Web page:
Langley and I were kept at opposite sides of the room, to prevent the possibility of collusion, and were now called upon, one at a time, for our own statements of the affair. Of course they agreed exactly, inasmuch as each told the whole truth.

      "This story may be true," said the presiding officer of the court "At all events, the prisoners must have every chance to sift it to the bottom, that justice may be done. Could you recognize the man who, as you say, fought this duel with Gautier?" he demanded, addressing me through the interpreter.

      I thought I could; and my shipmate, in reply to the same question, was equally confident. A note was written and sent off at once, summoning all the midshipmen of La Sirene to appear in court.

      Some five or six came on shore and were confronted with us, but we were obliged to confess, without hesitation, that we had never seen either of them before.

      We learned, however, that a boat expedition had been sent away during the night on secret service, and that two midshipmen were among the officers in charge of it. One of these two might, perhaps, be our man; and we were remanded to the guard-house to await their return.

      But our captain was allowed to confer with us while in court; and, by a little management on his part, we learned the names of the two absent officers – Delavigne and Rigaud. This was done at Langley's suggestion, though I was at a loss to know of what consequence it could be to him.

      "Rigaud is our man," he whispered, as soon as he heard the two names.

      "How do you know that?" I asked, in surprise.

      "I have something to prove it, but I cannot show it to you here. I am sorry to inform upon him, as he will probably be dismissed the service in disgrace, if he does not meet with any other punishment. But I see

56 Tried by Fire.

no way to get ourselves out of the scrape unless by getting him into it"

      We had no time for further words, but were conducted again to our separate quarters. I was left to wonder at my shipmate's meaning, until another day cleared up the mystery.

      My door was thrown open, and, still guarded, I was conducted to the military hospital, where, by a gesture, my attention was directed to a wounded officer stretched upon a couch. A single glance was enough; and I signified to the interpreter that the duellist was before us. I passed on, and Langley, who came directly behind me, also recognized Rigaud at once. He had, it seems, been mortally wounded in a skirmish with a hostile party of natives at Tiarei, while on duty in one of the frigate's boats. He opened his eyes at the noise made by our party, and made some, inquiry of the surgeon who stood at his side. When informed of the reason of our being brought to the hospital, he raised himself in his bed, in spite of the surgeon's remonstrance against his making the exertion. He explained the matter in French to all present, then addressing us, somewhat to our surprise, in fluent English, "Boys," said he, "you need not go further to prove your innocence; for, as you suppose, I am the man who killed Lieutenant Gautier. It does not matter to explain to you the cause of quarrel between us, but, under the code of honor, as understood among military men, I could not avoid fighting him. He insisted upon a duel without seconds or witnesses. I have but a few hours to live, and I am glad to know that you were present and saw the whole affair. It to well that I have fallen honorably in my country's service, and thus escaped disgrace and expulsion. Fortunately, I have lived long enough to establish your innocence of the charge of murder; and I trust you are ready to testify that Gautier was killed in fair fight, standing an equal chance with myself."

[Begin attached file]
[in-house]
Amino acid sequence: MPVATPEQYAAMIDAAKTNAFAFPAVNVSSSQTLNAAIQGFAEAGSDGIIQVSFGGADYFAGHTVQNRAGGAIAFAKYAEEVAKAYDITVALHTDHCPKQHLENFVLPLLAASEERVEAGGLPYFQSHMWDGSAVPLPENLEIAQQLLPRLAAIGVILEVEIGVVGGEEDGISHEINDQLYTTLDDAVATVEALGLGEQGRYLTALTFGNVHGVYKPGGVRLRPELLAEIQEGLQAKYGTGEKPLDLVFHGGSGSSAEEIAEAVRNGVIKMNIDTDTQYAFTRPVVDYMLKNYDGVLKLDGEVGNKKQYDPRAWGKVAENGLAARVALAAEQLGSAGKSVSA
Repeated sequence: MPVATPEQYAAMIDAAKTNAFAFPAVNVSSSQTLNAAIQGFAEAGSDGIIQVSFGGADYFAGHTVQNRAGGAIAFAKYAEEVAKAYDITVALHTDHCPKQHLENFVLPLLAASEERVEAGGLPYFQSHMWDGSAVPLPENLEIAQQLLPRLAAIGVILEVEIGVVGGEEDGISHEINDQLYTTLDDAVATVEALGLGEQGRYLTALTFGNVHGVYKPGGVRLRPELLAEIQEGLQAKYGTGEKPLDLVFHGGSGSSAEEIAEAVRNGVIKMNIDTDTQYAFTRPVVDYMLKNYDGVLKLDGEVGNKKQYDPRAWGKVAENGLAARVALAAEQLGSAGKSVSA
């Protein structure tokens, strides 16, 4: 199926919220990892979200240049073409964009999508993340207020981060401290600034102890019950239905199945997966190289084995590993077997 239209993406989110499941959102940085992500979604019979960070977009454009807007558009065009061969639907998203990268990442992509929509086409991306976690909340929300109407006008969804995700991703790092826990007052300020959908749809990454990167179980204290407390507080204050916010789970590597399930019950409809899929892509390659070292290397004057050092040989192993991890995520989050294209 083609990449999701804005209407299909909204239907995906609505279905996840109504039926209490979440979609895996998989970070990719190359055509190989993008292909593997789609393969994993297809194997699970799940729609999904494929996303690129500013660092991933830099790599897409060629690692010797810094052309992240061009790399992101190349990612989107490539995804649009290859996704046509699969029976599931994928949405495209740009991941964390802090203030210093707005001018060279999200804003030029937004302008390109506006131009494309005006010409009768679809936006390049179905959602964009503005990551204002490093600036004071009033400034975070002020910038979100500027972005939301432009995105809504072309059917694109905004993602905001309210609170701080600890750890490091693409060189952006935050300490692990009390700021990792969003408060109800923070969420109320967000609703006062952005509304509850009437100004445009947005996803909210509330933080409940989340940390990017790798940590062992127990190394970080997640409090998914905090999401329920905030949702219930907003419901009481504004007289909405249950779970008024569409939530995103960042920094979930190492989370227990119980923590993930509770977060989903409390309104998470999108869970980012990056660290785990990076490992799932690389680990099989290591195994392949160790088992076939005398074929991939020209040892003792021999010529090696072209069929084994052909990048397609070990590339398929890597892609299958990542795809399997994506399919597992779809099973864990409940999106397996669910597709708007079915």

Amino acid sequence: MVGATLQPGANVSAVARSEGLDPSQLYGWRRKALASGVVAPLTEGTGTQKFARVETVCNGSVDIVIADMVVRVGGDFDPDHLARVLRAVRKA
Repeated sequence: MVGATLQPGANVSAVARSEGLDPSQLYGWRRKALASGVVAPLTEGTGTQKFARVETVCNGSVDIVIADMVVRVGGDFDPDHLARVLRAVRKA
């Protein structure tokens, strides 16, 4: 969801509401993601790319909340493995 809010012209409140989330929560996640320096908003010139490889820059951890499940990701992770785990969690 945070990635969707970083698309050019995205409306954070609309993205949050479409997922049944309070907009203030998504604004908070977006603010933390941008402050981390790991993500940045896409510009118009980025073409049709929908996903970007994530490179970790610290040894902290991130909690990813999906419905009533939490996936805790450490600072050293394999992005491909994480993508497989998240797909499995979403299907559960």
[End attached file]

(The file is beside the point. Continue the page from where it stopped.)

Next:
The sufferer fell back exhausted upon his bed, from which he never rose again. Almost his last words of consciousness were those addressed to us.

      Langley produced a gold ring which he had picked up on the sward by the body of Gautier. Inside the ring was engraved the name "A. Rigaud." He handed this to the dying man, who recognized it and returned it to my comrade, with a sign that he should keep it.

      The dying words of the young midshipman, spoken in the hearing of so many witnesses, of course satisfied every one of our innocence. We both signed and swore to a full statement of the circumstances of the duel, and returned to our ship, speculating upon what might have been our fate had Rigaud died before having seen us.

      Langley still preserves the marked ring as a memento of this strange incident; and the two young Frenchmen sleep side by side beneath the shade of the cocoa-palms at Papeete.

. . . .


Author: Macy, William Hussey
Title: Under Suspicion.
Publication: Ballou's Monthly Magazine.
Vol/No/Date: Vol. 31, No. 1 (Jan 1870)
Pages: 53-56